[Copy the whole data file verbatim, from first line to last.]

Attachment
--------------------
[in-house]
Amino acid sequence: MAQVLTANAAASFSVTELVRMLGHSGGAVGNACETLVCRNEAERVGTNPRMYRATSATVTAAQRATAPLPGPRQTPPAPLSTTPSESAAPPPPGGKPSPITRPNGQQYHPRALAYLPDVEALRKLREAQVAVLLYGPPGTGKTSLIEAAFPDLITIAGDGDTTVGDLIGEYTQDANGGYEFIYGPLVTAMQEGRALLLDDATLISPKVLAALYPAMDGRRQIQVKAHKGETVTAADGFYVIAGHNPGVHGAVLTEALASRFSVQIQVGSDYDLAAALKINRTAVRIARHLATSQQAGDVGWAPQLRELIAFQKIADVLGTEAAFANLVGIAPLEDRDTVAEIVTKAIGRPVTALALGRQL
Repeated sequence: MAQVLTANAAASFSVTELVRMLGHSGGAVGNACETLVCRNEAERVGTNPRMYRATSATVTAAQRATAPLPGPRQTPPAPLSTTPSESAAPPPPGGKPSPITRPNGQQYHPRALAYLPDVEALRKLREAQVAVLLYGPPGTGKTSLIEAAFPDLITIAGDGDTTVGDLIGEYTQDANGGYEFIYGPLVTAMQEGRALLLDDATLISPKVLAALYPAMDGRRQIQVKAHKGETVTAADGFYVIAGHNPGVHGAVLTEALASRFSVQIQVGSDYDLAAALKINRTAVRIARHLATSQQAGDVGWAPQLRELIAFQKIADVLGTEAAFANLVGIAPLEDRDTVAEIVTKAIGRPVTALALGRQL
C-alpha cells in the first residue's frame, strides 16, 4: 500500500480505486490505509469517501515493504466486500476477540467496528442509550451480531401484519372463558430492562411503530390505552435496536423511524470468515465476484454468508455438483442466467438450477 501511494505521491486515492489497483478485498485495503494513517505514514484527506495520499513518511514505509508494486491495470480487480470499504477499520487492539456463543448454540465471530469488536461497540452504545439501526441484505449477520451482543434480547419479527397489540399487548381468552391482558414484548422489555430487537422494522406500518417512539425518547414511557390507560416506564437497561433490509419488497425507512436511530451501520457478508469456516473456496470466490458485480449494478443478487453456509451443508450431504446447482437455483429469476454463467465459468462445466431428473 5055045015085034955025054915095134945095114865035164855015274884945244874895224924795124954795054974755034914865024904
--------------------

[in-house]
Amino acid sequence: MAQVLTANAAASFSVTELVRMLGHSGGAVGNACETLVCRNEAERVGTNPRMYRATSATVTAAQRATAPLPGPRQTPPAPLSTTPSESAAPPPPGGKPSPITRPNGQQYHPRALAYLPDVEALRKLREAQVAVLLYGPPGTGKTSLIEAAFPDLITIAGDGDTTVGDLIGEYTQDANGGYEFIYGPLVTAMQEGRALLLDDATLISPKVLAALYPAMDGRRQIQVKAHKGETVTAADGFYVIAGHNPGVHGAVLTEALASRFSVQIQVGSDYDLAAALKINRTAVRIARHLATSQQAGDVGWAPQLRELIAFQKIADVLGTEAAFANLVGIAPLEDRDTVAEIVTKAIGRPVTALALGRQL
Repeated sequence: MAQVLTANAAASFSVTELVRMLGHSGGAVGNACETLVCRNEAERVGTNPRMYRATSATVTAAQRATAPLPGPRQTPPAPLSTTPSESAAPPPPGGKPSPITRPNGQQYHPRALAYLPDVEALRKLREAQVAVLLYGPPGTGKTSLIEAAFPDLITIAGDGDTTVGDLIGEYTQDANGGYEFIYGPLVTAMQEGRALLLDDATLISPKVLAALYPAMDGRRQIQVKAHKGETVTAADGFYVIAGHNPGVHGAVLTEALASRFSVQIQVGSDYDLAAALKINRTAVRIARHLATSQQAGDVGWAPQLRELIAFQKIADVLGTEAAFANLVGIAPLEDRDTVAEIVTKAIGRPVTALALGRQL
C-alpha cells in the first residue's frame, strides 16, 4: 500500500480505486490505509469517501515493504466486500476477540467496528442509550451480531401484519372463558430492562411503530390505552435496536423511524470468515465476484454468508455438483442466467438450477 501511494505521491486515492489497483478485498485495503494513517505514514484527506495520499513518511514505509508494486491495470480487480470499504477499520487492539456463543448454540465471530469488536461497540452504545439501526441484505449477520451482543434480547419479527397489540399487548381468552391482558414484548422489555430487537422494522406500518417512539425518547414511557390507560416506564437497561433490509419488497425507512436511530451501520457478508469456516473456496470466490458485480449494478443478487453456509451443508450431504446447482437455483429469476454463467465459468462445466431428473 5055045015085034955025054915095134945095114865035164855015274884945244874895224924795124954795054974755034914865024904